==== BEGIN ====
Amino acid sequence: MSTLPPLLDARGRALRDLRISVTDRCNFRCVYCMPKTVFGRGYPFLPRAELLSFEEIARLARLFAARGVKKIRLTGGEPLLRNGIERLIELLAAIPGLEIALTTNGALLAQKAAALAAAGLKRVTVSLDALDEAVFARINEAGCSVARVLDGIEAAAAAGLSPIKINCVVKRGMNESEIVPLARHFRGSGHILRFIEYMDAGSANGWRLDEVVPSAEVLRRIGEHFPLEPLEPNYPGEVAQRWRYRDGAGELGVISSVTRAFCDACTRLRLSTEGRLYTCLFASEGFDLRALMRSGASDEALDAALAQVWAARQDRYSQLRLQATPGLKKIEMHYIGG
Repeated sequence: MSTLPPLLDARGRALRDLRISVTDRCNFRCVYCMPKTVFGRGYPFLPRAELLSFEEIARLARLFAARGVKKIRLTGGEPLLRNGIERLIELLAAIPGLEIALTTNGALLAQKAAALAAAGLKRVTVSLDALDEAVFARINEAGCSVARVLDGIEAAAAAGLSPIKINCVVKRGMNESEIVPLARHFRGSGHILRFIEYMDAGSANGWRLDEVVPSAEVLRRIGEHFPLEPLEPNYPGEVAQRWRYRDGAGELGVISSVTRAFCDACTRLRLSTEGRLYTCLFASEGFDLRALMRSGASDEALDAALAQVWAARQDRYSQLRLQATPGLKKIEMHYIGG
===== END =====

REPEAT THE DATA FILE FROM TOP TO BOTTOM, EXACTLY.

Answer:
Amino acid sequence: MSTLPPLLDARGRALRDLRISVTDRCNFRCVYCMPKTVFGRGYPFLPRAELLSFEEIARLARLFAARGVKKIRLTGGEPLLRNGIERLIELLAAIPGLEIALTTNGALLAQKAAALAAAGLKRVTVSLDALDEAVFARINEAGCSVARVLDGIEAAAAAGLSPIKINCVVKRGMNESEIVPLARHFRGSGHILRFIEYMDAGSANGWRLDEVVPSAEVLRRIGEHFPLEPLEPNYPGEVAQRWRYRDGAGELGVISSVTRAFCDACTRLRLSTEGRLYTCLFASEGFDLRALMRSGASDEALDAALAQVWAARQDRYSQLRLQATPGLKKIEMHYIGG
Repeated sequence: MSTLPPLLDARGRALRDLRISVTDRCNFRCVYCMPKTVFGRGYPFLPRAELLSFEEIARLARLFAARGVKKIRLTGGEPLLRNGIERLIELLAAIPGLEIALTTNGALLAQKAAALAAAGLKRVTVSLDALDEAVFARINEAGCSVARVLDGIEAAAAAGLSPIKINCVVKRGMNESEIVPLARHFRGSGHILRFIEYMDAGSANGWRLDEVVPSAEVLRRIGEHFPLEPLEPNYPGEVAQRWRYRDGAGELGVISSVTRAFCDACTRLRLSTEGRLYTCLFASEGFDLRALMRSGASDEALDAALAQVWAARQDRYSQLRLQATPGLKKIEMHYIGG